Continuity in Architecture actively pursue a Future for the Already Built. This search for an alternative to the expected redevelopment of towns, cities, places, landscapes, buildings and interiors is grounded in the theories of Contextualism (Schumacher, 1971). As such, the atelier is committed to the synthesis of urban settings, the teaching of building design, the analysis of craft, and the search for detail and ornament.
This year the MArch students worked closely with BA3 students in partnership with the Shrewsbury Big Town Plan. This collaboration directly linked to ongoing Continuity in Architecture research into the sympathetic development of Small Settlements - producing work that is bold, progressive and future-proof, yet entirely appropriate to place.
Students have produced work with appropriate responses to water and flooding, redundant structures, infill sites and additions to the distinctive skyline. A seminar series titled ‘Remember, Reveal, Construct’ explored texts and contextual precedents. Field trips to Edinburgh and Amsterdam stimulated responses to brick and waterside architecture. Factory visits led to ornamental revival.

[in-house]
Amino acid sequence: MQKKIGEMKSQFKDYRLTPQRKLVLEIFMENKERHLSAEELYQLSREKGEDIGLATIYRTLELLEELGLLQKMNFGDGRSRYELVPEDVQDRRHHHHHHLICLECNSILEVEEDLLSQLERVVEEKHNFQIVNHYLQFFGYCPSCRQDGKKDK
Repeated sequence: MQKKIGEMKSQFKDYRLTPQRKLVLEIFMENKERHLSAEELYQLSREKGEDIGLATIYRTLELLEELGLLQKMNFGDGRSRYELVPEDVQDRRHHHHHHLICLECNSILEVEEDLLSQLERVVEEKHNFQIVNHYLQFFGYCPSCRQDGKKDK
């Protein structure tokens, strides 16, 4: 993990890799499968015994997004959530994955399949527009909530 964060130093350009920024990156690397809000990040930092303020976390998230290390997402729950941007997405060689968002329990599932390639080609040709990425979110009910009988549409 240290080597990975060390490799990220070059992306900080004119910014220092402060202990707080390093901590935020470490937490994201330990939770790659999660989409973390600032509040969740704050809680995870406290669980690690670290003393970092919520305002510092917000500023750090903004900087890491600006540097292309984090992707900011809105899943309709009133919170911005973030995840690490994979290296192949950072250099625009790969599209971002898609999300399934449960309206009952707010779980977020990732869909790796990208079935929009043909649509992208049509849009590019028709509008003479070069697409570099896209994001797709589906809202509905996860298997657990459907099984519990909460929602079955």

MArch 2 students tackled the challenges of intractable sites across the historic core of Shrewsbury, including the historic Town Prison, the Library, the two large empty shopping centres, and the site of an infamous gas explosion. These creative, innovative and progressive projects look towards an uncertain global future by extending what is valued from the collective past.
Let this small monument record the name of Cadman, and to future time proclaim now by'n attempt to fly from this high spire across the Sabrine stream he did acquire his fatal end...The Memorial to Robert Cadman, C18th daredevil
Pushing the boundaries of technology has its dangers, as the spectacular demise of Shrewsbury’s trumpeting hero of the zipwire testifies. Nevertheless, combining theories of Contextualism with apposite case studies, theoretical texts and craft factory visits, we work to expand knowledge through addressing the challenge of difficult sites and awkward buildings in a rapidly changing world.
In the last twelve months, students from the atelier have won the highly prestigious Architect’s Journal ‘Post-Graduate Project of the Year’ prize, were one of just ten architecture student projects in the international magazine: Wallpaper, and have been featured in the graduate issue of Blueprint.